Dragonfly (Linocut Print, 2021)
The Dragonfly had long been on my ‘To Do’ list because it holds a certain childhood significance within my family group. My Dad used to run the RAF cadets at my school, and the Dragonfly was a symbol on the crest. But at 4.30am on 20th June 2020, as I was walking off a sleepless night, the dragonfly took on a whole new significance for me.
I was sleepless because only 14 hours earlier I’d been giving my husband CPR on our kitchen floor after he suffered a sudden and severe cardiac arrest. Sleepless, because his heart stopped for 25-30 minutes until the paramedics were about to give up, so it seemed unconscionable to me that, even if he regained consciousness, he would be anything but severely brain damaged for the remainder of our lives. Sleepless, as I replayed on permanent loop the various conversations I’d have to have, to break it to our three boys that their Dad had died.
So sleep eluded me, and at about 4am, as dawn started to break, I walked. I walked and I walked the empty streets, too exhausted to move my legs yet too wired to sit still.
Then, from nowhere, a dragonfly fell from the sky, right in front of my feet. At that moment, it was so unexpected and unusual, that it felt like a sign, somehow. So I took a photo and decided I’d look into it one day. It took me over six months to heal enough from the trauma of the events of June 19th to make my Dragonfly, but our story - miraculously - had a happy ending. So perhaps the myths surrounding dragonflies have some truth?
The Dragonfly has many meanings, but it has been a symbol of happiness, new beginnings and change for many centuries. In almost every part of the world, the Dragonfly symbolises transformation, adaptability, and self-realisation. Apparently “the change that is often referred to has its source in mental and emotional maturity and understanding the deeper meaning of life”. Some Native Americans believe that the dragonfly embodies the stripping away of all the negativity that holds us back, helping us to achieve our goals and dreams - that anything is possible. As such, the dragonfly ultimately represents hope and infinite possibilities.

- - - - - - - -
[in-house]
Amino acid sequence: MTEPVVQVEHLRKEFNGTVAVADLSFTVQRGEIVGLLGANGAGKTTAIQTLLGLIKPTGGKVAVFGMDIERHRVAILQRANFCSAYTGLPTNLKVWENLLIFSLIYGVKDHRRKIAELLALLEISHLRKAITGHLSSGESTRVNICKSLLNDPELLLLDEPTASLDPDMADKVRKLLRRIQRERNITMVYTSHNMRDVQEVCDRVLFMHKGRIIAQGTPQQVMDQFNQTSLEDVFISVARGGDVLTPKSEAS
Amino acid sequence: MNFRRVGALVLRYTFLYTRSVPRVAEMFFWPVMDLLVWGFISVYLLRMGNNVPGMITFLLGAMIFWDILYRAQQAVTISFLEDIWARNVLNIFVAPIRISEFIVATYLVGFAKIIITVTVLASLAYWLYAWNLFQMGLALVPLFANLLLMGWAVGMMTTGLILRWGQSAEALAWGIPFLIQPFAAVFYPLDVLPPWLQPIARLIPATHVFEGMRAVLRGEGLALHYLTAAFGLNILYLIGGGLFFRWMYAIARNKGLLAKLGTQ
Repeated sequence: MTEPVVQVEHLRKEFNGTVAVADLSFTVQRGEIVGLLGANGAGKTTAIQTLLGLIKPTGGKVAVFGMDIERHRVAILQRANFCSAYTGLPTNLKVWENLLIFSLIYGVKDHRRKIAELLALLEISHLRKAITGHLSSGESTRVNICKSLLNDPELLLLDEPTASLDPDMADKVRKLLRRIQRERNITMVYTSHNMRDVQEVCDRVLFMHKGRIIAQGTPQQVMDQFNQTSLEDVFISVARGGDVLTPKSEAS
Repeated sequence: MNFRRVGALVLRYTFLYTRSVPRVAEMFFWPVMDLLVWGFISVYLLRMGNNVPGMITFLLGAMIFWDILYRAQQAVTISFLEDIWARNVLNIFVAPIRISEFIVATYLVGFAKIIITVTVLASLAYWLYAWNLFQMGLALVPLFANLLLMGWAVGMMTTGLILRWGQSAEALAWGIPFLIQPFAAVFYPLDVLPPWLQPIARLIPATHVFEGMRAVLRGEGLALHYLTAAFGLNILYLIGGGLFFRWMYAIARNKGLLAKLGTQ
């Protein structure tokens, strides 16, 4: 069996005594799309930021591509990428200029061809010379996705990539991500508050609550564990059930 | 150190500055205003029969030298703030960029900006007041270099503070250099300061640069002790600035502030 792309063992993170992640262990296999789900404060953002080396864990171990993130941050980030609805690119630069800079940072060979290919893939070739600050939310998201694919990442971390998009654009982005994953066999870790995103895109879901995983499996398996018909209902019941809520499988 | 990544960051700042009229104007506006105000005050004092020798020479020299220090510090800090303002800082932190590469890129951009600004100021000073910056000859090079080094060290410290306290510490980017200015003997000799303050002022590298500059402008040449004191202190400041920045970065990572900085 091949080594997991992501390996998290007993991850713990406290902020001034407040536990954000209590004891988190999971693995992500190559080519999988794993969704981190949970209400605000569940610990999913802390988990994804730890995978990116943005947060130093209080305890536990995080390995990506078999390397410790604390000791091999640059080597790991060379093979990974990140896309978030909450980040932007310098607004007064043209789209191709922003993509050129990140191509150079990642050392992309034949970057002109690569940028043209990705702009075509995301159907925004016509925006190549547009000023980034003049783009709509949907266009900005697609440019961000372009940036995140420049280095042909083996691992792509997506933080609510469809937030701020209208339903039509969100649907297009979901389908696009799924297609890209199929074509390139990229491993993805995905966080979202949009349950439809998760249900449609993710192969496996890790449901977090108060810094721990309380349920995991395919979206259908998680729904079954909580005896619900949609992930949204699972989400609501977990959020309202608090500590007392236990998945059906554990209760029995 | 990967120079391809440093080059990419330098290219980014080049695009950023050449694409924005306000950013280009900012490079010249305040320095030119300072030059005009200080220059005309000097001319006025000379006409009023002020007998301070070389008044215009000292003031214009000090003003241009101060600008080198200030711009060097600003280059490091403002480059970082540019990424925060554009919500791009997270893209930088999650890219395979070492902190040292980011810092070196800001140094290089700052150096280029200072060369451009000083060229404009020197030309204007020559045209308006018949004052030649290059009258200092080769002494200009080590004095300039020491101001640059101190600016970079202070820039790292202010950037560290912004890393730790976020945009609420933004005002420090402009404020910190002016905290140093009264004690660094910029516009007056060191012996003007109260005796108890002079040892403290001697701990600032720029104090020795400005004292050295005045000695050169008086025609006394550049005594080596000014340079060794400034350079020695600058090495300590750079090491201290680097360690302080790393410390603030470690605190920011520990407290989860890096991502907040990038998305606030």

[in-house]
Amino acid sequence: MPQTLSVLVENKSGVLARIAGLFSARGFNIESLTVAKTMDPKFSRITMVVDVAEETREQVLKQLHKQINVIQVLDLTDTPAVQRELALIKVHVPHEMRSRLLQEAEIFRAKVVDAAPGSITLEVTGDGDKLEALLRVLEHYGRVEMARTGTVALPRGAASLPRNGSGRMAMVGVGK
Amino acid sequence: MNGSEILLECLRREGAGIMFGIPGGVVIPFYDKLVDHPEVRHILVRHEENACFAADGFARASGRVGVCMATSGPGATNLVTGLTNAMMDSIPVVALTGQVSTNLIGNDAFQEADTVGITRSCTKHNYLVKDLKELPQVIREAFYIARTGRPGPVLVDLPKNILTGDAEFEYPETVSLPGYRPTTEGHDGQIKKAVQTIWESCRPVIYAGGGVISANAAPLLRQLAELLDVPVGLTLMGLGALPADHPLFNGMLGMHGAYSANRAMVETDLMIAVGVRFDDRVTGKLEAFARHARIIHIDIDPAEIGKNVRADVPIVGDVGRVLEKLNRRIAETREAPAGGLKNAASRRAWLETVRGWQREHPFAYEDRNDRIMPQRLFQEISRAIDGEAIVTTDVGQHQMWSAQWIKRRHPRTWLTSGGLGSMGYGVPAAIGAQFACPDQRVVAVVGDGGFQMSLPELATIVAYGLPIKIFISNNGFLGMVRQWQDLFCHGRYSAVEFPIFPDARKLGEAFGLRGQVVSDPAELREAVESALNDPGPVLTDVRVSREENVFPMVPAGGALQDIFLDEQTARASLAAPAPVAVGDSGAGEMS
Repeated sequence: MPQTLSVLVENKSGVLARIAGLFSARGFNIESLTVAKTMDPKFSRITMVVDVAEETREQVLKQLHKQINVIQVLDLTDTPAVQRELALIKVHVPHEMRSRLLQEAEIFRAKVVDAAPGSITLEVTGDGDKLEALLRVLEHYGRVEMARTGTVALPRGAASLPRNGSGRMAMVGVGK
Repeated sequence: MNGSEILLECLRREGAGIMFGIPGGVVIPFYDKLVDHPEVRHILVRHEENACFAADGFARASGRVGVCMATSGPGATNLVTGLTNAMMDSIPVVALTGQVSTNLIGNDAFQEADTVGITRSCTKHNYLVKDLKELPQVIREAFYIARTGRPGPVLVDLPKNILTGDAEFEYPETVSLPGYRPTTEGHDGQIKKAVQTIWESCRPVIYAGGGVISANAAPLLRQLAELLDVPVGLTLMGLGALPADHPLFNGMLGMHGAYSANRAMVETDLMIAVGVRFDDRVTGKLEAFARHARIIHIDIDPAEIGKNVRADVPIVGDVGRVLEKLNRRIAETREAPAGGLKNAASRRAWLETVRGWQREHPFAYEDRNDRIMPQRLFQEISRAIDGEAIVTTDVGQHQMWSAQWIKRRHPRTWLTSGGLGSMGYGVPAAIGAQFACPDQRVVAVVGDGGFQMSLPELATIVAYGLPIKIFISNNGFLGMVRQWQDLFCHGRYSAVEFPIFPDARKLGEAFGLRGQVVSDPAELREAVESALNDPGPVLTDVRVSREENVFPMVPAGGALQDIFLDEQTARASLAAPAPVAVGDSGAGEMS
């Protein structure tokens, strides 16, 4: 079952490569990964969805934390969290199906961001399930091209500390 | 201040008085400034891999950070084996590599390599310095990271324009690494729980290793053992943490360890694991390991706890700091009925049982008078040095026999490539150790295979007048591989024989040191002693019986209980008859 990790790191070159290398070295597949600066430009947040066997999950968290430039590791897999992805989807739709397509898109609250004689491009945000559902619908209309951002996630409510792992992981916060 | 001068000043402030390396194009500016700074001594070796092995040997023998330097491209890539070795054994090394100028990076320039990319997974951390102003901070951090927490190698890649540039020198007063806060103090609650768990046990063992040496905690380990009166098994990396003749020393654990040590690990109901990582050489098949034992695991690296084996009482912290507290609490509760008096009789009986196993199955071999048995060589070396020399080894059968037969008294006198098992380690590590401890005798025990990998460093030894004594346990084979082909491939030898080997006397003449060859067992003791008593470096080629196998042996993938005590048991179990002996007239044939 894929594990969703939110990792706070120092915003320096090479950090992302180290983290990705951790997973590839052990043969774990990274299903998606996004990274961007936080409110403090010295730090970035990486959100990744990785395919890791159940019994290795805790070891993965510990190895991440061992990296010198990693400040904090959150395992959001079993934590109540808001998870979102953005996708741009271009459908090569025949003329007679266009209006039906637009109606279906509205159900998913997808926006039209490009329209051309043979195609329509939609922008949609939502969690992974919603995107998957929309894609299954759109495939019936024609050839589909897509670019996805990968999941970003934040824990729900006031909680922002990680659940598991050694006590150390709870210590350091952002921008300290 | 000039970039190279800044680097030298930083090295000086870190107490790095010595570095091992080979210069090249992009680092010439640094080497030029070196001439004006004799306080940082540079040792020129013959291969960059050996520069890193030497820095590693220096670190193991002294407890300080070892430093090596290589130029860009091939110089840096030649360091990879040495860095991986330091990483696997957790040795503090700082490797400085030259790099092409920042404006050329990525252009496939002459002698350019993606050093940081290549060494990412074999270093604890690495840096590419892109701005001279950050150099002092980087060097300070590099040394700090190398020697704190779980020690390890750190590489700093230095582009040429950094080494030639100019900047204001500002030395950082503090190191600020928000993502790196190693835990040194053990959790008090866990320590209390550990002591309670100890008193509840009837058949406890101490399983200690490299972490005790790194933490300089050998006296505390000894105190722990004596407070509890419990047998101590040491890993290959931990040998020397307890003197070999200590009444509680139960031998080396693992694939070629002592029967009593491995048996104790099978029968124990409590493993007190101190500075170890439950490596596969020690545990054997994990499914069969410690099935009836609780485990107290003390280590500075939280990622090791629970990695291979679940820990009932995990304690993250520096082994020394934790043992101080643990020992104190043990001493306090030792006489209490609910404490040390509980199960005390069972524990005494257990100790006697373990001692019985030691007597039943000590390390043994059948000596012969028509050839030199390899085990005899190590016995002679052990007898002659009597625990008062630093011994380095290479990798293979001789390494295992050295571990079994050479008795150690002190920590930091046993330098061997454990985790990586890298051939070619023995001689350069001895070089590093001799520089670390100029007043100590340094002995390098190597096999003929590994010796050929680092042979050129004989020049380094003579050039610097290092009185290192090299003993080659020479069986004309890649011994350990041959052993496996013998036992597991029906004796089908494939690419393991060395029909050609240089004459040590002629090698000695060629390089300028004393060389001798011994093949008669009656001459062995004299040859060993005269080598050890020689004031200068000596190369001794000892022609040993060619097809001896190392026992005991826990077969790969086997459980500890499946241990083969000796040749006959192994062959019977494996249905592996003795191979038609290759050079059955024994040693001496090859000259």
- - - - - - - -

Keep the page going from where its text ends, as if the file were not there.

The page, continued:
There are three iterations of my Dragonfly print.
The first two coloured prints are printed on Sunome Senaka, a fine 52gsm Japanese printmaking paper, and the final B&W one is on Khadi, an Indian handmade paper made from recycled cotton rags.
Both coloured ones are printed with the same turquoise ink, but with the first one I added some green around the edges as well.
As always, it’s hard to get an accurate photographic representation of the actual colours, but this is as close as I could manage.